Jo Ann Beard has said that one of the stories in this collection, although she does not specify which, took her more than 20 years to write and that there was a gap of eight months – during which she was working on the piece five days a week – between two of its sentences. It is true that her writing is remarkably condensed, not least in ‘Cheri’, the story of a real woman who had a particularly hideous case of terminal cancer (exacerbated by the fact that all pain medication made her vomit). Cheri Tremble contacted Jack Kevorkian, a euthanasia expert sometimes nicknamed ‘Dr Death’, so that he could

The farming year in 18th-century Sussex

You may (or may not) already know this, but researching the long 18th century in 2023 is rarely a life-affirming, paradigm-shifting conversation over wine with Plato in the groves of academe. It is seldom, even, a couple of tins of warm lager on the train home after guesting on an episode of Start the Week. It is sometimes, though, sitting in an archive transcribing the traces of long-vanished lives, conscious of the passing of time, quietly excited but still wondering if any of this actually matters, whether the partial recovery of someone else’s life really is the fullest way of living your own. Reading Ian Marchant’s deeply moving new book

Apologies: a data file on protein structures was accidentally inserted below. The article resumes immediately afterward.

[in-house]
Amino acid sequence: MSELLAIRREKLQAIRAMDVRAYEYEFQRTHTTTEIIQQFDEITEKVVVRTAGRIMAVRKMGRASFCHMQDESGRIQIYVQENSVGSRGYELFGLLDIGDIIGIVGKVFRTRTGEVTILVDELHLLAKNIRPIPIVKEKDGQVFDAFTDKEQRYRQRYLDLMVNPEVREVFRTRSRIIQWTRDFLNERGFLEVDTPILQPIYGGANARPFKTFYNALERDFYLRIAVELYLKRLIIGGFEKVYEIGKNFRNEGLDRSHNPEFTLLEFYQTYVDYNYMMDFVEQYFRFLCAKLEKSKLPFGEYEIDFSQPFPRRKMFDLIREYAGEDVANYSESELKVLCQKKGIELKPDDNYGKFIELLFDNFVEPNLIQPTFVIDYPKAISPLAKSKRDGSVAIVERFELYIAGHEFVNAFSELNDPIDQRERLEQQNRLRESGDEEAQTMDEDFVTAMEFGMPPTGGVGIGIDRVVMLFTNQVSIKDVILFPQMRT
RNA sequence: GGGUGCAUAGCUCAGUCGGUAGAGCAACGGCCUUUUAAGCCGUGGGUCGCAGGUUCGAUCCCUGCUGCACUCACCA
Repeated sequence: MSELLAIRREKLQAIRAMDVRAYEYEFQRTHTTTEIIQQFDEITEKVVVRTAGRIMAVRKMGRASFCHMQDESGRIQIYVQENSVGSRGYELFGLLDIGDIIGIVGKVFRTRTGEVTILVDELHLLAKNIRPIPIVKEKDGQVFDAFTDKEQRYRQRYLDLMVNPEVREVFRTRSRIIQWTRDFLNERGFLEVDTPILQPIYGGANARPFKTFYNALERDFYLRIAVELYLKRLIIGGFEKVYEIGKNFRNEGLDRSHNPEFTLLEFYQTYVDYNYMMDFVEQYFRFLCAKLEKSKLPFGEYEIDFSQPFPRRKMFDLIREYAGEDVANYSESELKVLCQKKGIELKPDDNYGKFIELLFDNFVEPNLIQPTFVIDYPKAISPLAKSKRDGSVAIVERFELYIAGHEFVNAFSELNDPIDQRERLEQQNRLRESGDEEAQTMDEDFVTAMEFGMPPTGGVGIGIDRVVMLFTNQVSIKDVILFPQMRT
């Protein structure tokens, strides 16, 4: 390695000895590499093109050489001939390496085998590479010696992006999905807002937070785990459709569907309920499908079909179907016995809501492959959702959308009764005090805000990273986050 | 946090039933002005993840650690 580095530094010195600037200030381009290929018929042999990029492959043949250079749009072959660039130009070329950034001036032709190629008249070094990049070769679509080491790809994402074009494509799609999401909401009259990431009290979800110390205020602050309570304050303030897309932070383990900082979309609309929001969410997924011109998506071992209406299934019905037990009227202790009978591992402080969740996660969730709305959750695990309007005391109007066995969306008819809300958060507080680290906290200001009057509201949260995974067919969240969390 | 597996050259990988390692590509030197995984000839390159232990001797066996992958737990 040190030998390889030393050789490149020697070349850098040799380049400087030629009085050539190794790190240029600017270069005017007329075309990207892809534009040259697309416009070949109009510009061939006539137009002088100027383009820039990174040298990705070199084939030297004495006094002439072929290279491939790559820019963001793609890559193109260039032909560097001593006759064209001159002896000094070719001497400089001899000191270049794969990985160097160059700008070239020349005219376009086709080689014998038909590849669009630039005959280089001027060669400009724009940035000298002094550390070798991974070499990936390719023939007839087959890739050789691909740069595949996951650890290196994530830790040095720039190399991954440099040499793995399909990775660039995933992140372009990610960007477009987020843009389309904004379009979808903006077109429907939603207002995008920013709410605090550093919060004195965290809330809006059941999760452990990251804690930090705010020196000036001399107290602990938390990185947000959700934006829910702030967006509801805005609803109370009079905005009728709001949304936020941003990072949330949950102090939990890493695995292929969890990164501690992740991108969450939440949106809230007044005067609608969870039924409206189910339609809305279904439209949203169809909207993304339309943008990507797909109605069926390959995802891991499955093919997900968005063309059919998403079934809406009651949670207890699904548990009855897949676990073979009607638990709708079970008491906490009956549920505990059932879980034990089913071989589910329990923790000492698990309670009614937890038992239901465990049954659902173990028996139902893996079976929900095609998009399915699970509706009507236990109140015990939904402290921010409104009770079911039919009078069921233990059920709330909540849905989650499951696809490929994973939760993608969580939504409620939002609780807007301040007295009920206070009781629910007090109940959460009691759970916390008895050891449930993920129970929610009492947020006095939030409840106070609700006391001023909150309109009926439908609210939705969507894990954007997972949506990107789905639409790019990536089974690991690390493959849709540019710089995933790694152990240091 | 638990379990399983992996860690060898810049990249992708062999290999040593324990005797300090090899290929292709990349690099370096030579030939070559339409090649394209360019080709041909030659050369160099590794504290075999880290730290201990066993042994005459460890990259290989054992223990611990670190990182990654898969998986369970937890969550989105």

My week alone in a mess of morphine foils

After commuting to Marseille for nine days of radiotherapy, I spent the week alone in the cave, in bed, in a mess of morphine foils and empty coffee cups. Sister Catriona was in the UK overseeing the birth of her first granddaughter. Friends and neighbours kindly kept me supplied with staples. Every day the sun shone. The astounding insolence of the mosquitos and flies in this Indian summer has to be seen to be believed. Maybe I ought to change the sheets. The martins who live up here on the cliff are enjoying the unseasonal airborne feast, circling and swooping just outside my permanently open bedroom windows. Far below, the